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By Shannon Kelleher
Carmen Obeso was pulling weeds at a strawberry field in Ventura County, California when she smelled something strange. Nearby she spotted a machine spraying pesticides. Soon, her eyes were watering and she felt sick to her stomach.
Obeso, a Latina farmworker, reported the incident to her crew leader and was evaluated at an on-site health care clinic.
A doctor there reassured her that she had not been exposed to anything harmful, and the company expected her back at work the following Monday.
But Obeso didn’t feel better by the next week, nor in the weeks that followed. Her eyes continued to water and felt gritty, and her vision was changing. She knew something was wrong, but the on-site physician still insisted she was fine.
Finally, Obeso went to see a different doctor, who confirmed that her eyes had been affected.
It has been two years since the spray incident, and Obeso said in a recent interview that her vision continues to worsen. She is almost blind in sunny conditions unless she wears shaded glasses, she said.
Now, instead of working in the fields, she volunteers with farmworker advocacy groups and is one of a growing number of Hispanic/Latino farmworkers pushing for improved working conditions, including protections for pesticides.
“I feel there are other farmworkers in similar situations and they’re not able to voice it,” she said in Spanish during an interview aided by a translator. “When [the company] sprays the fields, they don’t put up postings. People go in and work and accumulate whatever was sprayed there. They might not always have acute reactions, but in the long run that’s when the consequences can be seen.”
Ventura County is known for its year-round production of roughly $2 billion worth of fruits and vegetables that feed people throughout the U.S. and more than 70 other countries. Strawberries are the top crop, but workers also produce peppers, tomatoes, blueberries, avocados and more.
But while these farms produce foods many consider staples of a healthy diet, the profusion of pesticides used on the fields pose significant risks to already vulnerable populations living and working in the area, according to research published in the December 2022 issue of Science of the Total Environment.
These populations include thousands of mostly Latino farmworkers, many of whom live below the poverty line and lack health insurance.
The study found that 17.1 million pounds of pesticides, or an average of 5.7 million pounds per year, were sprayed in Ventura County from 2016 to 2018.
The pesticides used included more than 60 types known to be carcinogenic and 74 types linked to endocrine disruption. Another 85 pesticides used in the county were linked to developmental and reproductive toxicity.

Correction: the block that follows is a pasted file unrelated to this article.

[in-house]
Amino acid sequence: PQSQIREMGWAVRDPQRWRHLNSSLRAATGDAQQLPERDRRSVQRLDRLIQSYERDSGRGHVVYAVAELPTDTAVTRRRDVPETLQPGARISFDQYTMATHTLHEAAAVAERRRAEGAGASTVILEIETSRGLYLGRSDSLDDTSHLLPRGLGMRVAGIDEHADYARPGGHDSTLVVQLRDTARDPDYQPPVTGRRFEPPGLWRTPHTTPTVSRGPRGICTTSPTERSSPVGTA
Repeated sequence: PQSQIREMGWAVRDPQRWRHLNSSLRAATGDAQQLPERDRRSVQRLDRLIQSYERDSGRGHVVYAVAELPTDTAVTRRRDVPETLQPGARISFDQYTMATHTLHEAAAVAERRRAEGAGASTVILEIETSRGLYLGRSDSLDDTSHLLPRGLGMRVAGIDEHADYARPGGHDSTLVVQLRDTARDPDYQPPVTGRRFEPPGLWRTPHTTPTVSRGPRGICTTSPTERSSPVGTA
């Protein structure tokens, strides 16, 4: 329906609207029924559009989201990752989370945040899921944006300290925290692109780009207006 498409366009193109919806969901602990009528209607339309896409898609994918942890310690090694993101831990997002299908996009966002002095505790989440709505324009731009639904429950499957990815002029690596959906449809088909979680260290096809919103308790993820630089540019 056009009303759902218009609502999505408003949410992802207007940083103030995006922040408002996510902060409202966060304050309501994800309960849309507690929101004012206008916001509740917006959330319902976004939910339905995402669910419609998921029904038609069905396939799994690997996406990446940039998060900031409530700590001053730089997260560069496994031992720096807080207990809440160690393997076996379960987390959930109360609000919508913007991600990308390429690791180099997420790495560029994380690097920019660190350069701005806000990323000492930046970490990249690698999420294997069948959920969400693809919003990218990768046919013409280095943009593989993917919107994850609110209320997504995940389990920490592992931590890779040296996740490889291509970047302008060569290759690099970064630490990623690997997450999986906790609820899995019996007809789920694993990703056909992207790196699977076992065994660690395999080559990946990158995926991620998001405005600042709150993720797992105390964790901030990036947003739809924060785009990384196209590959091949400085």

In terms of volume, pesticides linked to cancer accounted for nearly a quarter of the total pounds of pesticides applied in the county, the researchers documented.
Notably, the study found that township sections where people of color were the majority had not just the most pesticide use, but also the most toxic pesticide use. More than half of the population in these areas was Latino or Hispanic.
In contrast, areas that were relatively free of pesticides were overwhelmingly white communities.
The work adds to a growing body of research underscoring how communities of color face disproportionate exposure to pesticides and bear the brunt of adverse health impacts.
“Pesticide use is a known environmental justice issue,” said Alexis Temkin, a toxicologist at the Environmental Working Group who helped lead the research. “But this study really adds a lot more data to show more specific impacts, potentially, on individual communities and individual areas.”
Monitoring the air
The researchers used sociodemographic data from the U.S. Census Bureau’s American Community Survey, layering over pesticide use data from 2016 to 2018 for Ventura County and then grouping together the most harmful types of pesticides.
The researchers highlighted two fumigants — metam potassium and sodium and 1,3-dichloropropene (1,3-D) — as examples of chemicals sprayed in the county that are both highly used and highly toxic.
The U.S. Environmental Protection Agency (EPA) classified 1,3-D as “likely carcinogenic to humans” from 1985 to 2018, but in 2019 downgraded the classification to a “suggestive evidence of carcinogenic potential,” a decision that essentially allowed for expanded use and greater human exposure to the chemical often referred to by the trade name Telone.
The EPA’s Office of Inspector General castigated the regulator for failing to properly consider cancer risks. But the EPA has not changed its position.
Anne Katten, pesticide safety specialist at the California Rural Legal Assistance Foundation, said the foundation has been calling on state officials to tighten restrictions on the use of soil fumigants such as Telone.
But the opposite has happened: While there used to be a cap on Telone use at 90,250 lbs per 36-square-mile area, the cap is now at 136,000 lbs.
The Department of Pesticide Regulation says it plans to propose Telone regulations later this fall and adds that it is developing a statewide pesticide notification system that will give the public advance notice about pesticide applications.
Air monitoring stations in Ventura County have detected high levels of Telone as well as a fumigant called chloropicrin, commonly used in producing strawberries, according to Katten.
“Quite high levels” of chloropicrin were detected last year at an air monitoring station at a high school in the county, exceeding levels deemed safe by the California DPR, she said.
“It’s a problem for people working in the application of fumigants, but also people in nearby fields and people who live in the area are exposed to the drift,” Katten said.